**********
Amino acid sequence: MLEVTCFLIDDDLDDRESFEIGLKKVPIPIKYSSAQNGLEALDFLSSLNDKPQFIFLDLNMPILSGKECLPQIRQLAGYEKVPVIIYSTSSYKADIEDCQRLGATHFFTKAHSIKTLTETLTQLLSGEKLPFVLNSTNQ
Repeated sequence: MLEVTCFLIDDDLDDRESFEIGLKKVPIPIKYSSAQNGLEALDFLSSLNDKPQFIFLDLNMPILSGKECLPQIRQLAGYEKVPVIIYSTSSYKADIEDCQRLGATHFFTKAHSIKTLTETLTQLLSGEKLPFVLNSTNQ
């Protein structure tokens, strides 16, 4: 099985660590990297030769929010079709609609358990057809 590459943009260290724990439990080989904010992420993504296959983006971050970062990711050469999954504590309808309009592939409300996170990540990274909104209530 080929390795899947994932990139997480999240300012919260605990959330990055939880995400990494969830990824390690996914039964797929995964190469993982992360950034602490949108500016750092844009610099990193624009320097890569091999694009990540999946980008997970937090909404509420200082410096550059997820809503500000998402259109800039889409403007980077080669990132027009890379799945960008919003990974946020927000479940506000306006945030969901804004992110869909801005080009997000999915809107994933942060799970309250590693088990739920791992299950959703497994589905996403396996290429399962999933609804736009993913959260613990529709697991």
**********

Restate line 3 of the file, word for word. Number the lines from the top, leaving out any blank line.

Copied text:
């Protein structure tokens, strides 16, 4: 099985660590990297030769929010079709609609358990057809 590459943009260290724990439990080989904010992420993504296959983006971050970062990711050469999954504590309808309009592939409300996170990540990274909104209530 080929390795899947994932990139997480999240300012919260605990959330990055939880995400990494969830990824390690996914039964797929995964190469993982992360950034602490949108500016750092844009610099990193624009320097890569091999694009990540999946980008997970937090909404509420200082410096550059997820809503500000998402259109800039889409403007980077080669990132027009890379799945960008919003990974946020927000479940506000306006945030969901804004992110869909801005080009997000999915809107994933942060799970309250590693088990739920791992299950959703497994589905996403396996290429399962999933609804736009993913959260613990529709697991």